According to the Office of the Assistant Secretary for Planning and Evaluation, The Lewin Group Inc. , “Despite the diversity of design, costs, and other factors, the aim of evaluation methods in use today is essentially the same, i. e. , to assess the effect of an intervention on one group compared to the effect of a different intervention (or no intervention) on another group.
By definition, all evaluations have a control or comparison group. ” Thus, the reasons for using evaluation methodologies after developing a community health plan for African American women with diabetes are twofold: (1) To find out whether the community health plan is actually effective; and (2) To know whether alterations to the community health plan would serve the purpose of the plan more effectively.
Given that the community health plan for African American women with diabetes is a health intervention that would be developed to improve the health of African American women suffering from diabetes; the effects of the health intervention on one group of African American women with diabetes would have to be weighed against the effects of no intervention on another group of African American women with diabetes. This would allow the researcher to evaluate whether the health intervention actually serves to improve the health of African American women with diabetes.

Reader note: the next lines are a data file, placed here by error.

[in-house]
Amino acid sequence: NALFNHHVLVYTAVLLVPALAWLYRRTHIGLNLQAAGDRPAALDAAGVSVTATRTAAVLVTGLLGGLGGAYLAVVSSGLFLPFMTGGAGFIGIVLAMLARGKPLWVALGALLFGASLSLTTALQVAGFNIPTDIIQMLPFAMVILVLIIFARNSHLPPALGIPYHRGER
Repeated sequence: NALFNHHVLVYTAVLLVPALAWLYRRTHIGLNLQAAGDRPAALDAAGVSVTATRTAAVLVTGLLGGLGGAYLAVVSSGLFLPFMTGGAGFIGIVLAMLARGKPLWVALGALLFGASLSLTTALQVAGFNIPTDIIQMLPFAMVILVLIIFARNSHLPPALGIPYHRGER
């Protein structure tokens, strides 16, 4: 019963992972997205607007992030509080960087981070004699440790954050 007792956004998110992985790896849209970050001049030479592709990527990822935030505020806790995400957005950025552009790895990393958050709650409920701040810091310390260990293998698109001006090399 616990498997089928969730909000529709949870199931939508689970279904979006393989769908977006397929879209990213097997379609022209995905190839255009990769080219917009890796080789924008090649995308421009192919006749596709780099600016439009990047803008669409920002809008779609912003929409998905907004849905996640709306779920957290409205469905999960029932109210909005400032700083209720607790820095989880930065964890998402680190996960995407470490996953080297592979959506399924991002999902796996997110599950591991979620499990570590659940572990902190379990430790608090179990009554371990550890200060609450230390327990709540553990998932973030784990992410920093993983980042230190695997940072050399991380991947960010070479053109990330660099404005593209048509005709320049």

On the other hand, the researcher would be able to make changes to the health intervention by comparing the effectiveness of the health plan against the effectiveness of other interventions that are developed and applied to separate groups of African American women with diabetes. As a matter of fact, the researcher may develop a number of health interventions besides the community health plan in order to find out whether alterations to the plan are called for. After all, scientific research is a continuously evolving process.